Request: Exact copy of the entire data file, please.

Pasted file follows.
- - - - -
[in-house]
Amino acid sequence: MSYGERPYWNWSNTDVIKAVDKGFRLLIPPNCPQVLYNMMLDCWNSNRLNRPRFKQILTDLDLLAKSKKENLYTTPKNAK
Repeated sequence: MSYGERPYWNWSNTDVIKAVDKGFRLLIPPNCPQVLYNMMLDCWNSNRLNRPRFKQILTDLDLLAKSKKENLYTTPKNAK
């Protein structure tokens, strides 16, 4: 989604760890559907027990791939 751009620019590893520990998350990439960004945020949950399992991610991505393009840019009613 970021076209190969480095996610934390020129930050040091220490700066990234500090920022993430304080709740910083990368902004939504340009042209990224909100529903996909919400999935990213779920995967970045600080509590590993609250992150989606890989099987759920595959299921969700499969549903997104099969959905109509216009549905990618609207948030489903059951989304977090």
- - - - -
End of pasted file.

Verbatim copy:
[in-house]
Amino acid sequence: MSYGERPYWNWSNTDVIKAVDKGFRLLIPPNCPQVLYNMMLDCWNSNRLNRPRFKQILTDLDLLAKSKKENLYTTPKNAK
Repeated sequence: MSYGERPYWNWSNTDVIKAVDKGFRLLIPPNCPQVLYNMMLDCWNSNRLNRPRFKQILTDLDLLAKSKKENLYTTPKNAK
């Protein structure tokens, strides 16, 4: 989604760890559907027990791939 751009620019590893520990998350990439960004945020949950399992991610991505393009840019009613 970021076209190969480095996610934390020129930050040091220490700066990234500090920022993430304080709740910083990368902004939504340009042209990224909100529903996909919400999935990213779920995967970045600080509590590993609250992150989606890989099987759920595959299921969700499969549903997104099969959905109509216009549905990618609207948030489903059951989304977090």